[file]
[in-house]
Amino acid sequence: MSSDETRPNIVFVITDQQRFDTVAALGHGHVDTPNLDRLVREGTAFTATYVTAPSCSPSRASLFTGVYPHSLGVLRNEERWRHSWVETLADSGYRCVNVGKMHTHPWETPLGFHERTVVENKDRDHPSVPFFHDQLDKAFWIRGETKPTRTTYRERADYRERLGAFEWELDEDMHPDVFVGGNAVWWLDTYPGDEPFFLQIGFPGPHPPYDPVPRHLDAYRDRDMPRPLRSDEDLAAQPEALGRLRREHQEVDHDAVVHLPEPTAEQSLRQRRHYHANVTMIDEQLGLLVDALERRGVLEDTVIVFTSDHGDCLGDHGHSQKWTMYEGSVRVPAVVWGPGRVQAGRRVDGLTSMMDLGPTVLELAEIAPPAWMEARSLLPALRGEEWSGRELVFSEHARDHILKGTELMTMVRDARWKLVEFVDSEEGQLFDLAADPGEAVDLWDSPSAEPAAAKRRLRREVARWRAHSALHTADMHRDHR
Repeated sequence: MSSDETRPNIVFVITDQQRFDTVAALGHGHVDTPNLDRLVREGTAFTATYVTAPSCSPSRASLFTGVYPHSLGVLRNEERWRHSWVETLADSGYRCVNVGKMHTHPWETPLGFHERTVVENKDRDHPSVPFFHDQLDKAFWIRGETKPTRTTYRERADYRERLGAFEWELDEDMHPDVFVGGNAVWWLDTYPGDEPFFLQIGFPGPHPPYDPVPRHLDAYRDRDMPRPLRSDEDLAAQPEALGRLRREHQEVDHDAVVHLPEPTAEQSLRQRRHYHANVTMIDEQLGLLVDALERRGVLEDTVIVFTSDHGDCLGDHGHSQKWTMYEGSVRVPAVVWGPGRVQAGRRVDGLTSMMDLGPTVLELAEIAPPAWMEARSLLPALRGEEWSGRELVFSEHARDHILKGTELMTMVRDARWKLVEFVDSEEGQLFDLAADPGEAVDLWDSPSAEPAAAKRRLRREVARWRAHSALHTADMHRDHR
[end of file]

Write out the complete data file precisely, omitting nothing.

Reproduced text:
[in-house]
Amino acid sequence: MSSDETRPNIVFVITDQQRFDTVAALGHGHVDTPNLDRLVREGTAFTATYVTAPSCSPSRASLFTGVYPHSLGVLRNEERWRHSWVETLADSGYRCVNVGKMHTHPWETPLGFHERTVVENKDRDHPSVPFFHDQLDKAFWIRGETKPTRTTYRERADYRERLGAFEWELDEDMHPDVFVGGNAVWWLDTYPGDEPFFLQIGFPGPHPPYDPVPRHLDAYRDRDMPRPLRSDEDLAAQPEALGRLRREHQEVDHDAVVHLPEPTAEQSLRQRRHYHANVTMIDEQLGLLVDALERRGVLEDTVIVFTSDHGDCLGDHGHSQKWTMYEGSVRVPAVVWGPGRVQAGRRVDGLTSMMDLGPTVLELAEIAPPAWMEARSLLPALRGEEWSGRELVFSEHARDHILKGTELMTMVRDARWKLVEFVDSEEGQLFDLAADPGEAVDLWDSPSAEPAAAKRRLRREVARWRAHSALHTADMHRDHR
Repeated sequence: MSSDETRPNIVFVITDQQRFDTVAALGHGHVDTPNLDRLVREGTAFTATYVTAPSCSPSRASLFTGVYPHSLGVLRNEERWRHSWVETLADSGYRCVNVGKMHTHPWETPLGFHERTVVENKDRDHPSVPFFHDQLDKAFWIRGETKPTRTTYRERADYRERLGAFEWELDEDMHPDVFVGGNAVWWLDTYPGDEPFFLQIGFPGPHPPYDPVPRHLDAYRDRDMPRPLRSDEDLAAQPEALGRLRREHQEVDHDAVVHLPEPTAEQSLRQRRHYHANVTMIDEQLGLLVDALERRGVLEDTVIVFTSDHGDCLGDHGHSQKWTMYEGSVRVPAVVWGPGRVQAGRRVDGLTSMMDLGPTVLELAEIAPPAWMEARSLLPALRGEEWSGRELVFSEHARDHILKGTELMTMVRDARWKLVEFVDSEEGQLFDLAADPGEAVDLWDSPSAEPAAAKRRLRREVARWRAHSALHTADMHRDHR